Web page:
I view, from a thousand miles away, two tiny women spanning a 70-year age difference who have combined their needs and created a household for themselves and others.
At 88, Carole felt that she needed to change her life style. Newly widowed, and with all her children living out of state, she looked for a companion to live with her. She turned away from repeated suggestions: ''Maybe you could find another widow.''
''Old ladies are dull, I'd like some life around,'' she insisted.
At 18, Leico needed a home. A Vietnamese boat person with no family or money, she wanted to accomplish her dream of an education. She did not listen to friends who said, ''Impossible - give it up, get married.''
''I don't want to get married,'' she said. ''I want a degree in computer science.'' She hung on.
The two of them, my mother and adopted daughter, formed an alliance which they have maintained for three years.
I observe them through letters and phone calls. Their relationship appears to have corners, but like the glass in a kaleidoscope it moves, shifts, blends, revealing beauty and color.
They send holiday pictures filled with Asian people, mother a foreigner in her own home. When I visit, two or three times a year, I find my childhood home changed. A stream of strangers call my mother ''grandma.'' They come to report on their lives, practice their English, or stay for a few days or weeks.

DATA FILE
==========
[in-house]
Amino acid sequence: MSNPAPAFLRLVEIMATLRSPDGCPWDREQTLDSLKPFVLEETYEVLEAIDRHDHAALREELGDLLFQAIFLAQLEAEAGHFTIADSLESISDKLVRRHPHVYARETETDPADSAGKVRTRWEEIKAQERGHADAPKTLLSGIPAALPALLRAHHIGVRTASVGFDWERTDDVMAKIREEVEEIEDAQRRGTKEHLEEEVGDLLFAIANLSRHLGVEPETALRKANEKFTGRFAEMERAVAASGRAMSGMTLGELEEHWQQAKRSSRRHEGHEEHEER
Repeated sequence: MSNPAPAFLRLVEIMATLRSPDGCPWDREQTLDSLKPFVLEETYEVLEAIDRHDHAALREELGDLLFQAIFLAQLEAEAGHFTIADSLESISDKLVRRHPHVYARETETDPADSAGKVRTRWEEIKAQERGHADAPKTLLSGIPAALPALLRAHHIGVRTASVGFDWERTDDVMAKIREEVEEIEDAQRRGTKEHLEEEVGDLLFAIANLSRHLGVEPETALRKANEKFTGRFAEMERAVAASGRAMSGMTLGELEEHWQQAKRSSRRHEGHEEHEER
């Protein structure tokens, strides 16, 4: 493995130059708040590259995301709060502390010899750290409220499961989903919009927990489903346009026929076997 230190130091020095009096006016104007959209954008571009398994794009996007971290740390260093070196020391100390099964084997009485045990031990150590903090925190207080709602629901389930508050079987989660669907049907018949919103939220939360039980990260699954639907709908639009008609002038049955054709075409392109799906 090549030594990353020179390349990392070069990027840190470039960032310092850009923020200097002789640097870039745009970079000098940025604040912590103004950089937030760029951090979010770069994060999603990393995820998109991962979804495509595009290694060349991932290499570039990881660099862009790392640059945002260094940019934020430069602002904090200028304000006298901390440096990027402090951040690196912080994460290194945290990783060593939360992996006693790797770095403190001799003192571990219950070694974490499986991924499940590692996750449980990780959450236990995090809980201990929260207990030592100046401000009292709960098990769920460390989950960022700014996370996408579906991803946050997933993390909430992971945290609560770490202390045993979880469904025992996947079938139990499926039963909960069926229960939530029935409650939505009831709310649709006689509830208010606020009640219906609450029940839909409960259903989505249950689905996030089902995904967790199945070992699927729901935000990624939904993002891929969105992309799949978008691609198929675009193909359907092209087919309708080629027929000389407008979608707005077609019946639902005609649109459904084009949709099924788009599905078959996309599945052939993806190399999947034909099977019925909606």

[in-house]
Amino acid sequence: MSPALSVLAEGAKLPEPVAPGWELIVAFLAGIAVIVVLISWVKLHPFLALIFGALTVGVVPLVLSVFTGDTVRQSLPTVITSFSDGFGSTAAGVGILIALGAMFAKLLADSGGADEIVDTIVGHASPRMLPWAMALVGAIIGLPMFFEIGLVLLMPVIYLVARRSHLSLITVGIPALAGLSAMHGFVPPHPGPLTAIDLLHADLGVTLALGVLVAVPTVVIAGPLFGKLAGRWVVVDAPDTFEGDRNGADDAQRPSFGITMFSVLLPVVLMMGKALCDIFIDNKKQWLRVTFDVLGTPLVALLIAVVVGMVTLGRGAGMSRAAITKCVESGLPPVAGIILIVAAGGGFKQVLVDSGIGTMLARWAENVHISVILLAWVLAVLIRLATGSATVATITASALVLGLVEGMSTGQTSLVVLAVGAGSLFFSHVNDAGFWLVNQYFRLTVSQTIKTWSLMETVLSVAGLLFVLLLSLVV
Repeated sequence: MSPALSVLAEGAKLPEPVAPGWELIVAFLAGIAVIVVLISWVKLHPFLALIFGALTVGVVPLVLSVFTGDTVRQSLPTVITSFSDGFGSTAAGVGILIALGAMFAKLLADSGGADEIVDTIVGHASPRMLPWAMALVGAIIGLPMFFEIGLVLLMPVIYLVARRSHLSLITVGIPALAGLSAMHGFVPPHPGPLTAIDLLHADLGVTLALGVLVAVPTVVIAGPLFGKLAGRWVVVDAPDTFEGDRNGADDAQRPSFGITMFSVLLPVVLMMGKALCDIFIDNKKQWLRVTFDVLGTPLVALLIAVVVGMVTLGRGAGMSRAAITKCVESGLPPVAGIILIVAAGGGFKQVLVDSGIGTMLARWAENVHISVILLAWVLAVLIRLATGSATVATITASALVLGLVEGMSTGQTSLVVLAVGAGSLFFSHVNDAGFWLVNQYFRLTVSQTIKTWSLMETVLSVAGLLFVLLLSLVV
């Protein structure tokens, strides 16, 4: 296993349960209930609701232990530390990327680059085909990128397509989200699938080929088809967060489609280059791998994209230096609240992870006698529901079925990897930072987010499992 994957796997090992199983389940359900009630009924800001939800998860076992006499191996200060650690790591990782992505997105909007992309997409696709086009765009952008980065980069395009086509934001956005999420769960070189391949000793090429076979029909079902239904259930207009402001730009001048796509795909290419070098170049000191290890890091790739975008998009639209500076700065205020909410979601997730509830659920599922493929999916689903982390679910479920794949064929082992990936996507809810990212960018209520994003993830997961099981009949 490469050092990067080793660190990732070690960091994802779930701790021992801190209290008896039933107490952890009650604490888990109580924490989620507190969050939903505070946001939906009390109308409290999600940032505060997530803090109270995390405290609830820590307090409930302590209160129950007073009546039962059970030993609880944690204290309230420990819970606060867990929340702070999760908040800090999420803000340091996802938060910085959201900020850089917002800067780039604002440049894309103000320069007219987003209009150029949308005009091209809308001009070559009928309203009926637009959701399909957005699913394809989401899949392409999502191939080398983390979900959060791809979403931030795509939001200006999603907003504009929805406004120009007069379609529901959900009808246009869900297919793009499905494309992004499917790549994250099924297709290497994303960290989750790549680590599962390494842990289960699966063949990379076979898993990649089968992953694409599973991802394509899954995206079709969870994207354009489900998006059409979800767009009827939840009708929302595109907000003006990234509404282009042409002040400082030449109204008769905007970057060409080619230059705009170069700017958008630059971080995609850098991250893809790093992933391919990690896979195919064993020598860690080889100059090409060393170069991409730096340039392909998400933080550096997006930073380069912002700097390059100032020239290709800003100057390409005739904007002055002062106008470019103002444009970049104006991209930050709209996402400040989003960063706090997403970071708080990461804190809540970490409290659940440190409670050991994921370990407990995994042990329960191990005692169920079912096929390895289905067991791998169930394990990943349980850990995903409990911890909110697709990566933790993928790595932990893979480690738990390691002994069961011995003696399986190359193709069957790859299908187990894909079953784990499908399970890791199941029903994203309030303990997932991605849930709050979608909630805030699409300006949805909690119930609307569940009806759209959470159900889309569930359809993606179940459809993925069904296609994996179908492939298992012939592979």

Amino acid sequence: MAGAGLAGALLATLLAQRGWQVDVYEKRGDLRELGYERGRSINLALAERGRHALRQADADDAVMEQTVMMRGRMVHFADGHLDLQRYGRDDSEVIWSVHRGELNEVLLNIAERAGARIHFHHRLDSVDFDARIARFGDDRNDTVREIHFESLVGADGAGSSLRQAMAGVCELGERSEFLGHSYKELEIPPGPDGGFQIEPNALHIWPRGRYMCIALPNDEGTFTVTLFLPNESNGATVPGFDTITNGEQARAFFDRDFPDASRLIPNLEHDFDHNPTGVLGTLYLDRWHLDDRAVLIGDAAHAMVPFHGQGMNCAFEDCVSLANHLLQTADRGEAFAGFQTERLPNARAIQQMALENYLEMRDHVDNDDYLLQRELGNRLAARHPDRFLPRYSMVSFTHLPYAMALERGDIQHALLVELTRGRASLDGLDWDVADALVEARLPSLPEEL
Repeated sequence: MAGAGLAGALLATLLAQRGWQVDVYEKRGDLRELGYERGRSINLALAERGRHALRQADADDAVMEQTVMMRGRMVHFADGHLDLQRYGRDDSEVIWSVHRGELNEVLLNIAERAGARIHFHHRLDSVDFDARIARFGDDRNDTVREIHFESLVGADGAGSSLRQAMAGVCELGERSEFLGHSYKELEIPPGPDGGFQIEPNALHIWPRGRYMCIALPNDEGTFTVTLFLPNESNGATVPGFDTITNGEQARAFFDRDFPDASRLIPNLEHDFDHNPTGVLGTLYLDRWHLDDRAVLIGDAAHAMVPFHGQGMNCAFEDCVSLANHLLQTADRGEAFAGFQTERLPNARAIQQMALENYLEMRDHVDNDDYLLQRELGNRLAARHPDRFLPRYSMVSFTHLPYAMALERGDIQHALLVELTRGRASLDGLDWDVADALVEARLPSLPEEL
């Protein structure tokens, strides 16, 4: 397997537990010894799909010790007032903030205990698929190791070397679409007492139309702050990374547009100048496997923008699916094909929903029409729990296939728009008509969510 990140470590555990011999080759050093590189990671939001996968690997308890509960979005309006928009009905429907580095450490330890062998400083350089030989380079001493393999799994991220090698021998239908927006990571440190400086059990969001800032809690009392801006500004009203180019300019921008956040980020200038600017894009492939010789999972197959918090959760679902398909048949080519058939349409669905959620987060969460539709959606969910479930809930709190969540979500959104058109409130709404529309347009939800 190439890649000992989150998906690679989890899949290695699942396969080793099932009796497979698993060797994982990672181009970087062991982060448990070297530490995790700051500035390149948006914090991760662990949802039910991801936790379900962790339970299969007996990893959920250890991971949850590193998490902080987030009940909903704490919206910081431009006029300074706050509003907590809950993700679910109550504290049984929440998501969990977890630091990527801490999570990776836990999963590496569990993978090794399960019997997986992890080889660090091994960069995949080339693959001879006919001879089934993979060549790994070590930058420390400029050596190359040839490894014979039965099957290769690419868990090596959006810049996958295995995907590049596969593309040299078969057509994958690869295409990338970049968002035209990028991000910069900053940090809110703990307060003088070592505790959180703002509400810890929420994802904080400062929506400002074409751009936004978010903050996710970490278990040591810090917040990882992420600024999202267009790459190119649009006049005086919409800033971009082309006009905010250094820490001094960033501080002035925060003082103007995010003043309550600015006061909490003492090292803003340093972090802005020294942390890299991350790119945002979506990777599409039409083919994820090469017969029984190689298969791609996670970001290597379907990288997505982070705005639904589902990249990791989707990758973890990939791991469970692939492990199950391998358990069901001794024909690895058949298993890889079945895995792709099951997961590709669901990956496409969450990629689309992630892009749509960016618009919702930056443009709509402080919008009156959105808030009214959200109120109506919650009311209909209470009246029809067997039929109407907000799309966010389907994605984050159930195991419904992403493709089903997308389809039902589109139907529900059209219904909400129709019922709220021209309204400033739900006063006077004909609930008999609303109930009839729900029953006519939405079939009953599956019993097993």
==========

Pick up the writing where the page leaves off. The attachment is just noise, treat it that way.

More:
Housework is often unattended. Meals are sporadic; unusual odors come from the kitchen. Dishes pile up in the sink until explosive words ''shape things up.'' The edges become sharp, each woman hanging on with fierce stubbornness until laughter softens and smooths.
My last trip home was in answer to a telephone call. Mother said she had experienced an illness and was going to be ''all right,'' but ''if it wasn't too much bother. . . .'' I took the next plane.
Upon my arrival, Mother answered the door, using a walker. I wondered if the problem was more serious than I had understood.
''Well, you made it.'' She leaned to accept my kiss. ''Still wearing that red coat, I see - never did like it.'' Relief flooded through me as I realized she was herself.
''Where's Leico?'' I asked.
''In the kitchen. When she heard you were coming she decided she'd better scrub the floor.''
As the afternoon progressed, I made discoveries. The refrigerator was not working (it'd been out six weeks); the back door wouldn't open (a couple of weeks); the burner on the stove no longer worked (a long time).
I made arrangements to have everything fixed, but I was concerned as to how long the two women could continue together. I went to bed early, exhausted and worried.
During the night a sound awakened me. I turned on my light. It was midnight. The noise, faintly familiar, was coming from Mother's room, where the two of them were sleeping.
It was giggles.
I turned off my light, my mind eased. Refrigerators, stoves, and doors are replaceable. What Mother and Leico have is not.